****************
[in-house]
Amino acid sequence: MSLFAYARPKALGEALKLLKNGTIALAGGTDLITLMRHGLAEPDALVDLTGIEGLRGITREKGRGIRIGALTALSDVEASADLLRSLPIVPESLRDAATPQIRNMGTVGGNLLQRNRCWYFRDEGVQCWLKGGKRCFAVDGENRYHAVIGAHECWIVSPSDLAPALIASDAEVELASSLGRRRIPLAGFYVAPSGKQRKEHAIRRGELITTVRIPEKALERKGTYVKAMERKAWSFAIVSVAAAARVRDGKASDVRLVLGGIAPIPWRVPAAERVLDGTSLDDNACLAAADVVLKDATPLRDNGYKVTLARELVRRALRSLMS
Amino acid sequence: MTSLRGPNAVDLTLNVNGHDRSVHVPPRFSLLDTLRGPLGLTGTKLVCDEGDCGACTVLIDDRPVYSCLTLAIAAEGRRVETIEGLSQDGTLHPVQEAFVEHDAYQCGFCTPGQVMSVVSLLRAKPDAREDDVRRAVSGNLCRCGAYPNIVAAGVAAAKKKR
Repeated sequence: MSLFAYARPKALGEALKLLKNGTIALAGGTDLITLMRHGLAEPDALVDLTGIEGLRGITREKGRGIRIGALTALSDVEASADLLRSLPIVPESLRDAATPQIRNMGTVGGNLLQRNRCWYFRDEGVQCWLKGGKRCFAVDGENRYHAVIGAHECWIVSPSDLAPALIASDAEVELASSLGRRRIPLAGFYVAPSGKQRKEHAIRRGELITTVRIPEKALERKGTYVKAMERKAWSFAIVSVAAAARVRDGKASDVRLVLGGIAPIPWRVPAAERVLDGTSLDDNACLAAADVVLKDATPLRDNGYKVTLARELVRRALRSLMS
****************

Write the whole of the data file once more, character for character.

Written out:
[in-house]
Amino acid sequence: MSLFAYARPKALGEALKLLKNGTIALAGGTDLITLMRHGLAEPDALVDLTGIEGLRGITREKGRGIRIGALTALSDVEASADLLRSLPIVPESLRDAATPQIRNMGTVGGNLLQRNRCWYFRDEGVQCWLKGGKRCFAVDGENRYHAVIGAHECWIVSPSDLAPALIASDAEVELASSLGRRRIPLAGFYVAPSGKQRKEHAIRRGELITTVRIPEKALERKGTYVKAMERKAWSFAIVSVAAAARVRDGKASDVRLVLGGIAPIPWRVPAAERVLDGTSLDDNACLAAADVVLKDATPLRDNGYKVTLARELVRRALRSLMS
Amino acid sequence: MTSLRGPNAVDLTLNVNGHDRSVHVPPRFSLLDTLRGPLGLTGTKLVCDEGDCGACTVLIDDRPVYSCLTLAIAAEGRRVETIEGLSQDGTLHPVQEAFVEHDAYQCGFCTPGQVMSVVSLLRAKPDAREDDVRRAVSGNLCRCGAYPNIVAAGVAAAKKKR
Repeated sequence: MSLFAYARPKALGEALKLLKNGTIALAGGTDLITLMRHGLAEPDALVDLTGIEGLRGITREKGRGIRIGALTALSDVEASADLLRSLPIVPESLRDAATPQIRNMGTVGGNLLQRNRCWYFRDEGVQCWLKGGKRCFAVDGENRYHAVIGAHECWIVSPSDLAPALIASDAEVELASSLGRRRIPLAGFYVAPSGKQRKEHAIRRGELITTVRIPEKALERKGTYVKAMERKAWSFAIVSVAAAARVRDGKASDVRLVLGGIAPIPWRVPAAERVLDGTSLDDNACLAAADVVLKDATPLRDNGYKVTLARELVRRALRSLMS